Filmmaker Marcos Moura on the documentary “Rio de Fé”, which he co-directed
The first Latin American Pope’s first visit to Latin America last July was seen globally as a “roaring success”. Photos of hundreds of thousands, if not millions attending mass in Rio de Janeiro blew up facebook and twitter feeds around the world. But what did it mean for Brazilians? And how was it seen in Brazil?
The first Brazilian documentary on Pope Francis’ visit last July has just now been released. The film is directed by renowned Brazilian filmmaker Carlos Diegues and five other aspiring filmmakers: Carlos Eduardo Valinoti, Flora Diegues, Cadu Barcelos , Gustavo Melo as well as myself.
The film shows the Pope’s recent visit on the occasion of World Youth Day, which was held in the city of Rio de Janeiro between 23 to July 28, 2013, bringing together 3.5 million young Catholics from all over the world
Over 60 days of shooting from five teams of young filmmakers working simultaneously in ten different languages and with more than 100 hours of captured material, “Rio de Fé” is a documentary that shows the confluence of the Marvelous City and the message the Christian faith wants to convey though the prism of five themes: the church, the foreigner, the city, the slum and other religions.
A Trailer from the New Film
A Major Theme of the of the Film is Religious Tolerance
Looking at the film as a whole, one of the things that stand out is the importance given by the Pope to the empowerment of the laity in the church. Seeking proximity to the faithful and dispensing with the typically strong security apparatus, he goes out of his way to bring the church closer to the people, distancing himself from a pervious model in which the hierarchy and rituals of power were clearly defined and rigidly enforced.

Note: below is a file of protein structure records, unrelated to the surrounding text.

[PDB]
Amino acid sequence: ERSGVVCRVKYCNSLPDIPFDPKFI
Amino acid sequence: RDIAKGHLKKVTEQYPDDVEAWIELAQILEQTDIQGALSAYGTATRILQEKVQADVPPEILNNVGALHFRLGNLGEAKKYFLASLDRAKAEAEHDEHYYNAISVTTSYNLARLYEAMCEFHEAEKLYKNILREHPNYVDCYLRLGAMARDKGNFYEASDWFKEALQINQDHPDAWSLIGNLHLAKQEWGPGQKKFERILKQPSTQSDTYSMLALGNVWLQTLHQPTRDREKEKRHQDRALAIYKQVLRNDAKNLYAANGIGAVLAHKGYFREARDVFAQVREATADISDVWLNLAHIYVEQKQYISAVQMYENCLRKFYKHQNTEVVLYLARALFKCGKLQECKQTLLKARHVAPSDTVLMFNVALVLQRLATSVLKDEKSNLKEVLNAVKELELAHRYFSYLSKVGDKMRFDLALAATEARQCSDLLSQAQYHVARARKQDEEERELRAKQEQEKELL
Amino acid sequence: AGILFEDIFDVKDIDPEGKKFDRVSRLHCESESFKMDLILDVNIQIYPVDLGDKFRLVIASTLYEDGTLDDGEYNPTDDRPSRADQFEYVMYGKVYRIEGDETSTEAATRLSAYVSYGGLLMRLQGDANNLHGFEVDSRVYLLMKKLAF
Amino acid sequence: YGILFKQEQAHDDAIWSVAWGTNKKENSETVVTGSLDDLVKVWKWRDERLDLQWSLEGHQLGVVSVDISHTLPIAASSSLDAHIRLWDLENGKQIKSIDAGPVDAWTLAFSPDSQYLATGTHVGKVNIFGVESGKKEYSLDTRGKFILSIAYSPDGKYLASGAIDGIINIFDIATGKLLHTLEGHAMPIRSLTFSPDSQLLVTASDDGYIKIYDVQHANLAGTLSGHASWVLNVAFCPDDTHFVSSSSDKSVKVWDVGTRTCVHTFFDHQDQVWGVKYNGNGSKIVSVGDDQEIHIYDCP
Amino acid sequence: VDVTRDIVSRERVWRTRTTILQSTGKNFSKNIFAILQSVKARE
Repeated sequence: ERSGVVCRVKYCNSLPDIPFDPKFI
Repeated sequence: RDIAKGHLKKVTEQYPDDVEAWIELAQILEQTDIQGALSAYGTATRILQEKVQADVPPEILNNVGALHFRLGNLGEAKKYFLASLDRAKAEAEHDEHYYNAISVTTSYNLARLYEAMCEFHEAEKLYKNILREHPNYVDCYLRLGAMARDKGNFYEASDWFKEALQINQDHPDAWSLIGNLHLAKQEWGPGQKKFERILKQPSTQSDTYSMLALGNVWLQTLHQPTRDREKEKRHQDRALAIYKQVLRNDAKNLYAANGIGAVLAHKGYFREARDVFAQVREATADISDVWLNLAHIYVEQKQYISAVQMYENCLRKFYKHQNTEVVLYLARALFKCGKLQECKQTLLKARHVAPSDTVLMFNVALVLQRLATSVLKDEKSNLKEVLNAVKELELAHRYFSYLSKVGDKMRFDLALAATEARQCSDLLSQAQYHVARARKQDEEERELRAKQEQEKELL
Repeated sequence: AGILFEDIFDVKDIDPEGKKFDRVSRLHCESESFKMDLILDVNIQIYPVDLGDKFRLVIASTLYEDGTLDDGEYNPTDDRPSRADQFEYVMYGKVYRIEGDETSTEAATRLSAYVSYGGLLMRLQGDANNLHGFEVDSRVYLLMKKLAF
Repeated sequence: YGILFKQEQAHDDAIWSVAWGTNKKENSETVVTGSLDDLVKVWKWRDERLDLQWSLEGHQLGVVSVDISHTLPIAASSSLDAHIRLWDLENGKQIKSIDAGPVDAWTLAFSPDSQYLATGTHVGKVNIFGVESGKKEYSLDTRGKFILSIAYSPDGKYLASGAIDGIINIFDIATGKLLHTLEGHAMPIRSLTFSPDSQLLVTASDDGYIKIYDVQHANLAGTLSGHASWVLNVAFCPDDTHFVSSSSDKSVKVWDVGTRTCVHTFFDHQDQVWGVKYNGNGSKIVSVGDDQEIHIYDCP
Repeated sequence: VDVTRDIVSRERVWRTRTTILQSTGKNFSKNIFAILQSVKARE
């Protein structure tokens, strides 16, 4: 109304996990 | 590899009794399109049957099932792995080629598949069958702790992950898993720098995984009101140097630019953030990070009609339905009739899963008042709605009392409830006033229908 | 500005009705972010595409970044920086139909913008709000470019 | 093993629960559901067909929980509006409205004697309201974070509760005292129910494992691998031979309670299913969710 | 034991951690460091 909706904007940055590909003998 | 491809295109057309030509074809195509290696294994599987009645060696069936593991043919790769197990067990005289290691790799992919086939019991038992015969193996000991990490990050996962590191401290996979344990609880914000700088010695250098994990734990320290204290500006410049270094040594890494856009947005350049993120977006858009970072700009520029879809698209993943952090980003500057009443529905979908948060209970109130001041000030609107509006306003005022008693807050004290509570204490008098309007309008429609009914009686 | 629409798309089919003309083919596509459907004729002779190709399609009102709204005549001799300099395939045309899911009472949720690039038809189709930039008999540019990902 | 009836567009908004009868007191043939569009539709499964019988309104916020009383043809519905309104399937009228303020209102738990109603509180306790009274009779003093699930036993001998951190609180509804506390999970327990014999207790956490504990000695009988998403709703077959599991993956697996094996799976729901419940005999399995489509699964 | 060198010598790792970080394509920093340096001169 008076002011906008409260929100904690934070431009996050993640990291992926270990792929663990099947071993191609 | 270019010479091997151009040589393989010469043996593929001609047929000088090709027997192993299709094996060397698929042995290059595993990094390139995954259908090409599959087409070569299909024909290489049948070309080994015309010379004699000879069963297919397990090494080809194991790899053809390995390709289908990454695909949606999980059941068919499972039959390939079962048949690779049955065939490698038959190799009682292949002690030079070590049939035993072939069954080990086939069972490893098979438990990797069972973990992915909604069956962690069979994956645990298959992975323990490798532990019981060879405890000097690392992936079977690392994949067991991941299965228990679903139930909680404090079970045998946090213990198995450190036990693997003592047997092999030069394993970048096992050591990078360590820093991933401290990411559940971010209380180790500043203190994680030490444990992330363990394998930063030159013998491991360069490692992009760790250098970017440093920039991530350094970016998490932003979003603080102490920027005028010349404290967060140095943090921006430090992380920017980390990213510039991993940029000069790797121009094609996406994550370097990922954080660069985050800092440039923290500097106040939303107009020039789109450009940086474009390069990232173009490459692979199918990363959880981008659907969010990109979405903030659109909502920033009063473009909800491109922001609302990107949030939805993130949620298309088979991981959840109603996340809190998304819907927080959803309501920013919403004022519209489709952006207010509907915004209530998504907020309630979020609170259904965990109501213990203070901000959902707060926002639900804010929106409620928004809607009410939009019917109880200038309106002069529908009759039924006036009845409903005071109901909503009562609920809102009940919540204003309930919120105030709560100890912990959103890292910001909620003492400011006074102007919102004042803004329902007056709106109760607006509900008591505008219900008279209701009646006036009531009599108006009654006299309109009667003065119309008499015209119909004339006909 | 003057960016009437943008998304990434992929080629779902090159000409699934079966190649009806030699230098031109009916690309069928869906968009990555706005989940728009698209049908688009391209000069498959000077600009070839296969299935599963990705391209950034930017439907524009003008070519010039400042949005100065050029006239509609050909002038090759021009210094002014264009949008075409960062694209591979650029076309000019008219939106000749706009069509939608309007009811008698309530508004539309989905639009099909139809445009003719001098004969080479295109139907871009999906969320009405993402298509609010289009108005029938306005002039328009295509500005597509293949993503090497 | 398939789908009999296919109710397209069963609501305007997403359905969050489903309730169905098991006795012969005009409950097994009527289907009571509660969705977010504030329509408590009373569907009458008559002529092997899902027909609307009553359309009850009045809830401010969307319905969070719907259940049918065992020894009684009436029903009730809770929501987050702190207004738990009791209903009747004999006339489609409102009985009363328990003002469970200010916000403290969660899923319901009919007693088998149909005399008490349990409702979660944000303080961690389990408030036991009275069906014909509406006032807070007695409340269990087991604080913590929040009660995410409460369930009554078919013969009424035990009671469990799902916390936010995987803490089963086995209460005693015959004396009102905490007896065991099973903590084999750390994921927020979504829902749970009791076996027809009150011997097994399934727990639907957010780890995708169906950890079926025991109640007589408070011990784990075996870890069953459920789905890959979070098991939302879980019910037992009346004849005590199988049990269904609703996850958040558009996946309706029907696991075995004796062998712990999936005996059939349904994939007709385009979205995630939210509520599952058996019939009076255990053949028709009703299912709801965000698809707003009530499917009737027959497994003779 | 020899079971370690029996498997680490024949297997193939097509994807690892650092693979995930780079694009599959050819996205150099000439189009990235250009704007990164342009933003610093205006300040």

This message was underscored by the Pope’s the messages on fighting religious intolerance. During his trip, Pope Francis met with leaders from other religions, even ones not that prominent. How could the Pope have come to Brazil and not spoken with the “Povo do Santo” (people of Afro-Brazilian religions)? How could he have simply ignored the fact that many Catholics in Brazil also practice religions of African origin?
Had he done so, it would have reveled major inconsistencies with the new priorities of the church.
Even the Church’s most conservative wing realizes that now is the time to seek a better understanding of the second Vatican Council, which implies the adoption of new ideas and practices. The fascinating thing is that those who have always resisted change in the past are now advocated this opening.
“Rio de Fé” depicts the possibility of multiculturalism and coexistence in a country, region or any place with different ethnicities and traditions.
A central character in the film’s discussion of religious tolerance is Babalaô Ivanir dos Santos. Supported by the media (Brazil’s dominant Globo network) he organizes the “Walk in Defense of Religious Liberty”, attempting to raise awareness of religious intolerance in Rio de Janeiro. His movement gained headlines for uniting various religious and ethnic groups as well as for developing partnerships with public institutions and media companies around the theme of intolerance.
The walk appears as one of the activities of the “Commission for Combating Religious Intolerance” which was created after a series of articles published by Journal Extra, entitled “Enemies of the Faith”, which reported the expulsion of priests from the Afro-Brazilian Umbanda and Candomblé religions from their neighborhoods by drug traffickers influenced by Neo-Pentecostal pastors.
With the support of different religions and ethnicities, the Commission has built a political movement based on confronting religious intolerance and recognizing rights related to religious freedom, while demanding the government punish crimes resulting from religious discrimination or prejudice.
In this sense the film speaks to all those who seek respect, which, in this case, is defined as the opposite of religious intolerance.
Also by Marcos: